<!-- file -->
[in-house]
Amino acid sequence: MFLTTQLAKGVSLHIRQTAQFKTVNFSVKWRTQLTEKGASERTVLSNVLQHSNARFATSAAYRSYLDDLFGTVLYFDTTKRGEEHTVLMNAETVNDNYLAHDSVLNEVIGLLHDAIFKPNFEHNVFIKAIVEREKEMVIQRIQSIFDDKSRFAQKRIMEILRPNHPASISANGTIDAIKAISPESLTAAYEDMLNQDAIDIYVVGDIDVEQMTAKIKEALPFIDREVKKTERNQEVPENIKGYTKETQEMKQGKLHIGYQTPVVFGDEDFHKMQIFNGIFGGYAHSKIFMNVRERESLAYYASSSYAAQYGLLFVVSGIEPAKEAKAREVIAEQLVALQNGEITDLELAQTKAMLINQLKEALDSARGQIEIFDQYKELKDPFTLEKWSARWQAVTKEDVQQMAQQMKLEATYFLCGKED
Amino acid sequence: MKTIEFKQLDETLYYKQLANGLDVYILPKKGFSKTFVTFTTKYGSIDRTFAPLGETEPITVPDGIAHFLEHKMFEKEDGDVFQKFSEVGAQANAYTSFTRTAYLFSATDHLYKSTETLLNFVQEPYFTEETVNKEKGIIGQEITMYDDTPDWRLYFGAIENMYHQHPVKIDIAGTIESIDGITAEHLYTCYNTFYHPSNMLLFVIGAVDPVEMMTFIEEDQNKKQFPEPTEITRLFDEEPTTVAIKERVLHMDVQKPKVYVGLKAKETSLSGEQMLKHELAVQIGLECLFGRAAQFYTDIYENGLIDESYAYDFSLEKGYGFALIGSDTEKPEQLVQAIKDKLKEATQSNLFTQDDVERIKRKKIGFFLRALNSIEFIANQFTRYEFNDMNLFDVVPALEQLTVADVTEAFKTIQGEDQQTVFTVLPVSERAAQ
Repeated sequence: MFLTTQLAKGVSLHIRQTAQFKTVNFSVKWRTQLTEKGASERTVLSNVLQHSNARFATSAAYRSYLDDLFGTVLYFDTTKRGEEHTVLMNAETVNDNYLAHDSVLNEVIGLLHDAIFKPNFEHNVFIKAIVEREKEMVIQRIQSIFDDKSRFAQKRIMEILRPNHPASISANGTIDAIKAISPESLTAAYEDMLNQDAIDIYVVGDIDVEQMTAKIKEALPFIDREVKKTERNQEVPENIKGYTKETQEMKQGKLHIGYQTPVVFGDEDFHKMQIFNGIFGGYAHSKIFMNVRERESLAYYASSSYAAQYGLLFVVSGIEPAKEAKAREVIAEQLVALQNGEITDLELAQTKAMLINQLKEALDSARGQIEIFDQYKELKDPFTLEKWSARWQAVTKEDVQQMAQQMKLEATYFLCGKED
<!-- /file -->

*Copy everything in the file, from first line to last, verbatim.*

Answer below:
[in-house]
Amino acid sequence: MFLTTQLAKGVSLHIRQTAQFKTVNFSVKWRTQLTEKGASERTVLSNVLQHSNARFATSAAYRSYLDDLFGTVLYFDTTKRGEEHTVLMNAETVNDNYLAHDSVLNEVIGLLHDAIFKPNFEHNVFIKAIVEREKEMVIQRIQSIFDDKSRFAQKRIMEILRPNHPASISANGTIDAIKAISPESLTAAYEDMLNQDAIDIYVVGDIDVEQMTAKIKEALPFIDREVKKTERNQEVPENIKGYTKETQEMKQGKLHIGYQTPVVFGDEDFHKMQIFNGIFGGYAHSKIFMNVRERESLAYYASSSYAAQYGLLFVVSGIEPAKEAKAREVIAEQLVALQNGEITDLELAQTKAMLINQLKEALDSARGQIEIFDQYKELKDPFTLEKWSARWQAVTKEDVQQMAQQMKLEATYFLCGKED
Amino acid sequence: MKTIEFKQLDETLYYKQLANGLDVYILPKKGFSKTFVTFTTKYGSIDRTFAPLGETEPITVPDGIAHFLEHKMFEKEDGDVFQKFSEVGAQANAYTSFTRTAYLFSATDHLYKSTETLLNFVQEPYFTEETVNKEKGIIGQEITMYDDTPDWRLYFGAIENMYHQHPVKIDIAGTIESIDGITAEHLYTCYNTFYHPSNMLLFVIGAVDPVEMMTFIEEDQNKKQFPEPTEITRLFDEEPTTVAIKERVLHMDVQKPKVYVGLKAKETSLSGEQMLKHELAVQIGLECLFGRAAQFYTDIYENGLIDESYAYDFSLEKGYGFALIGSDTEKPEQLVQAIKDKLKEATQSNLFTQDDVERIKRKKIGFFLRALNSIEFIANQFTRYEFNDMNLFDVVPALEQLTVADVTEAFKTIQGEDQQTVFTVLPVSERAAQ
Repeated sequence: MFLTTQLAKGVSLHIRQTAQFKTVNFSVKWRTQLTEKGASERTVLSNVLQHSNARFATSAAYRSYLDDLFGTVLYFDTTKRGEEHTVLMNAETVNDNYLAHDSVLNEVIGLLHDAIFKPNFEHNVFIKAIVEREKEMVIQRIQSIFDDKSRFAQKRIMEILRPNHPASISANGTIDAIKAISPESLTAAYEDMLNQDAIDIYVVGDIDVEQMTAKIKEALPFIDREVKKTERNQEVPENIKGYTKETQEMKQGKLHIGYQTPVVFGDEDFHKMQIFNGIFGGYAHSKIFMNVRERESLAYYASSSYAAQYGLLFVVSGIEPAKEAKAREVIAEQLVALQNGEITDLELAQTKAMLINQLKEALDSARGQIEIFDQYKELKDPFTLEKWSARWQAVTKEDVQQMAQQMKLEATYFLCGKED